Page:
All about a boy in Varanasi, and tall tales from Grey­town.

A chance en­counter in In­dia’s spir­i­tual cap­i­tal shows Chris van Ryn the depths of hu­man re­silience and hope.

North & South - - Columns -

Hello, Im very said now be­cause I can’t get your mobail. How I can give you the my num­ber be­cause I don’t have the mobail. Ac­tu­ally I don’t have the mobail. Do you un­der­stand? When I was re­ceive your par­cel af­ter I open ur par­cle but in par­cal there is not mobail only mo­bile guide book & charger have in the par­cel. ... Halp me. Your friend, Praveen

Imet 12-year-old Praveen eight years ago, on the steps of Assi Ghat in Varanasi, In­dia. That we con­nected at all sur­prises me. He was one of a thou­sand hus­tling street kids. It went like this: “Which coun­try?” “New Zealand.” He is slight, with a wave of rich black, oily hair. He wears a clumsy but neat shirt and ill­fit­ting navy blue trousers which stop well short of his an­kles.

It’s early. The sun is just wedg­ing open the dark­ness. The ghats –

cer­e­mo­nial steps that creep down to the river’s edge – fill up at sun­rise with colour­ful devo­tees seek­ing spir­i­tual cleans­ing through im­mer­sion, si­mul­ta­ne­ously car­ry­ing out daily ablu­tions.

The steps are muddy. The air smells of goat and cow shit, un­der­arm sweat and in­cense. The hori­zon is a greasy smog and the Ganges, that spir­i­tual artery, is a fast­flow­ing muddy brown. Sur­round­ing me are the ex­pres­sions and emis­sions of a 4000-year- old city, choked with re­li­gion and hu­mans,

ve­hi­cles and wan­der­ing an­i­mals.

But when the sun – alight­ing on par­ti­cles of pol­lu­tion – ex­pands out from the hori­zon, there is a mag­i­cal trans­for­ma­tion.

Half-naked bathers be­come sil­hou­ettes, a rim of gold edg­ing their pro­files. Sat­u­rated light flows and glows and gilds ev­ery­thing, and sud­denly, while ten­drils of in­cense dance upon ther­mal cur­rents, the goat be­side me stops chew­ing and con­tem­plates the hori­zon, the sil­hou­ettes look up, hands raised in rap­tur­ous sup­pli­ca­tion, and we are all deep in­side a beau­ti­ful, tran­scen­dent, mys­ti­cal mo­ment, and... “Aah, cricket!” says Praveen. Here we go again. Ev­ery time I men­tion New Zealand, bloody cricket and Martin Crowe sur­face. “Martin Crowe!” He smiles broadly. “Yeah.” I avoid eye con­tact. Praveen hov­ers, un­de­terred. Then, “What’s that?” I ask, point­ing at some­thing floating in the river.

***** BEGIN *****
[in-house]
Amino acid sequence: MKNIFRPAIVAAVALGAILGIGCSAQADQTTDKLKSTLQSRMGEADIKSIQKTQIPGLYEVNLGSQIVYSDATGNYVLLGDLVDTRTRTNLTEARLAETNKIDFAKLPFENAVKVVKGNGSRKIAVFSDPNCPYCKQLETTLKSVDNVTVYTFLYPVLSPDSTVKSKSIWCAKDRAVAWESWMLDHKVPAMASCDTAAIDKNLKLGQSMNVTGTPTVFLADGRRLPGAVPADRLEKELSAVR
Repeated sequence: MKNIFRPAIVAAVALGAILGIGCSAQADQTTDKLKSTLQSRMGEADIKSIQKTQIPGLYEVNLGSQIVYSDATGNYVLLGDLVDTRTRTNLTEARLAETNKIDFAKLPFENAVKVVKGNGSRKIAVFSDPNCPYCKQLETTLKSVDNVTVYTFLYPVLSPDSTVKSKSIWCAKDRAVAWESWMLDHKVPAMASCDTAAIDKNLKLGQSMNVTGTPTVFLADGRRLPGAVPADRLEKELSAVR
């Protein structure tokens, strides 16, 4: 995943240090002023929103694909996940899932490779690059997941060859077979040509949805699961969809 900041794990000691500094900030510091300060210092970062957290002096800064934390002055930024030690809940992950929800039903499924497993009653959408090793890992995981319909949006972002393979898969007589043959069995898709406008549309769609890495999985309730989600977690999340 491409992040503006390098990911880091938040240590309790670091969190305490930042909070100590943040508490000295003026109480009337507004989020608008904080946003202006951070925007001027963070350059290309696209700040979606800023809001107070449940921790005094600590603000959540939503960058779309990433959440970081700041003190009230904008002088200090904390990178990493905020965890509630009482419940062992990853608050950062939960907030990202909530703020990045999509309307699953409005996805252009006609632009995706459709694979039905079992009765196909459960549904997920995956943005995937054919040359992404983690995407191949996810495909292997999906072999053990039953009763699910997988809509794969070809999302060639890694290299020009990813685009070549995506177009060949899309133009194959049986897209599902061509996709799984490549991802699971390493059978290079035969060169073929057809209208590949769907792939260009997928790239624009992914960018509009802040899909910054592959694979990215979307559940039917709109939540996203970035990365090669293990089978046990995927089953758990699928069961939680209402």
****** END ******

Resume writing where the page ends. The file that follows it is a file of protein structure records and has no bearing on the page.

“A body.” He waves his hand dis­mis­sively.

Varanasi is In­dia’s largest “fu­neral par­lour”. Ev­ery­one wants to breathe their last here. Bod­ies wrapped like mum­mies can be seen strapped to the top of rick­shaws, heads lolling around to the rhythm of pot­holes as they make their way to the river’s edge. The Ganges fer­ries thou­sands of corpses to spir­i­tual re­birth, as­sisted by an es­ti­mated bil­lion litres of un­treated sewage daily. I look up­river, along the long cres­cent of steps that seep down from the city to the Ganges.

“If you want to go there,” says Praveen, in­ter­pret­ing my gaze, “you got to go this way.” Grin­ning, he heads up the steps – and I fol­low.

Varanasi is an im­mense crossword puz­zle of tiny, dim al­ley­ways, flanked by an­cient, lop­sided build­ings. Barely a me­tre wide, these alleys are punc­tu­ated by dark al­coves – shops where in­di­vid­u­als squat, knob­bly knees up near the ears, white robes folded be­tween the thighs, reach­ing hands invit­ing in­spec­tion and pur­chase. Dur­ing the day, fil­tered light squeezes through the an­cient cracks in the build­ings; at night you might as well be un­der­ground.

Mo­tor­bikes and scoot­ers scream their way down these im­pos­si­bly nar­row walk­ways, the rider’s knees chaf­ing the sides. A squeal­ing horn means you have a few sec­onds to scut­tle into an open­ing or risk join­ing the queue down at the cre­ma­tion ghat.

The smell of ex­cre­ment is an over­rid­ing sensory ex­pe­ri­ence in Varanasi. At the top of the ol­fac­tory shit-scale is cow dung, which is scooped up rev­er­en­tially by women, moulded into pancakes and slapped onto walls for dry­ing. Stringy buf­falo shit is next, fol­lowed by small and pleas­ant ( by con­trast) goat drop­pings. Then there is the ran­cid, in­stantly recog­nis­able odour of de­spair – hu­man shit.

I glance over my shoul­der as I trail be­hind Praveen. We are be­ing pur­sued by a withered lemon of a man in a bright orange out­fit. Un­der an even brighter orange tur­ban, sil­ver dread­locked hair spills out, so long it snakes over his shoul­der and is coiled around his waist. A large blob of yel­low turmeric is smeared, like a tar­get, be­tween his eyes. A long staff is clasped be­tween hands held to­gether as if in prayer. And he casts a be­atific look my way. “Who’s that?” I ask Praveen. “A tourist at­trac­tion.” “Re­ally? Looks like a guru or some­thing.”

“He wants to bless you. For ru­pees. But he is... um... ac­tor.”